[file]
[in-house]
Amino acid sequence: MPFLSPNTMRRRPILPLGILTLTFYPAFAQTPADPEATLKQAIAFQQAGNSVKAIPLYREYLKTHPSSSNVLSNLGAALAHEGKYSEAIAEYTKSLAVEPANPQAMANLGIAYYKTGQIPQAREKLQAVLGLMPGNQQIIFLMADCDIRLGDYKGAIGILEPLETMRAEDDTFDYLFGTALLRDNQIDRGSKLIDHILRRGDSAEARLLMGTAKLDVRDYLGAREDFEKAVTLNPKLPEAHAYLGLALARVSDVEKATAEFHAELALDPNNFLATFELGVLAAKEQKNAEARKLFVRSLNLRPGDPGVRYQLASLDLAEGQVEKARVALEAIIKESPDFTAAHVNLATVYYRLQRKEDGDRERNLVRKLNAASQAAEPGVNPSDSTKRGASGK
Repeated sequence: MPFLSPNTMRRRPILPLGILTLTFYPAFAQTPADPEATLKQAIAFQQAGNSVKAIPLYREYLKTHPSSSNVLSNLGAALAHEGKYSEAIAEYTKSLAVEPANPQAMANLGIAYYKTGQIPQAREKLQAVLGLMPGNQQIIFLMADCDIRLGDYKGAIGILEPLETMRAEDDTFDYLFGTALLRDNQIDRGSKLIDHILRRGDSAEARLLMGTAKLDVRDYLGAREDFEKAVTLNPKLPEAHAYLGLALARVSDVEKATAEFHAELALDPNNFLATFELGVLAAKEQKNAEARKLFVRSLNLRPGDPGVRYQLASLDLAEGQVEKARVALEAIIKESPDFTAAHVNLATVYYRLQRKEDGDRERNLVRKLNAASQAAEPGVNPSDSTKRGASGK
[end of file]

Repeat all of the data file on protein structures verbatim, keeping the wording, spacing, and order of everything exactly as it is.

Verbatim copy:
[in-house]
Amino acid sequence: MPFLSPNTMRRRPILPLGILTLTFYPAFAQTPADPEATLKQAIAFQQAGNSVKAIPLYREYLKTHPSSSNVLSNLGAALAHEGKYSEAIAEYTKSLAVEPANPQAMANLGIAYYKTGQIPQAREKLQAVLGLMPGNQQIIFLMADCDIRLGDYKGAIGILEPLETMRAEDDTFDYLFGTALLRDNQIDRGSKLIDHILRRGDSAEARLLMGTAKLDVRDYLGAREDFEKAVTLNPKLPEAHAYLGLALARVSDVEKATAEFHAELALDPNNFLATFELGVLAAKEQKNAEARKLFVRSLNLRPGDPGVRYQLASLDLAEGQVEKARVALEAIIKESPDFTAAHVNLATVYYRLQRKEDGDRERNLVRKLNAASQAAEPGVNPSDSTKRGASGK
Repeated sequence: MPFLSPNTMRRRPILPLGILTLTFYPAFAQTPADPEATLKQAIAFQQAGNSVKAIPLYREYLKTHPSSSNVLSNLGAALAHEGKYSEAIAEYTKSLAVEPANPQAMANLGIAYYKTGQIPQAREKLQAVLGLMPGNQQIIFLMADCDIRLGDYKGAIGILEPLETMRAEDDTFDYLFGTALLRDNQIDRGSKLIDHILRRGDSAEARLLMGTAKLDVRDYLGAREDFEKAVTLNPKLPEAHAYLGLALARVSDVEKATAEFHAELALDPNNFLATFELGVLAAKEQKNAEARKLFVRSLNLRPGDPGVRYQLASLDLAEGQVEKARVALEAIIKESPDFTAAHVNLATVYYRLQRKEDGDRERNLVRKLNAASQAAEPGVNPSDSTKRGASGK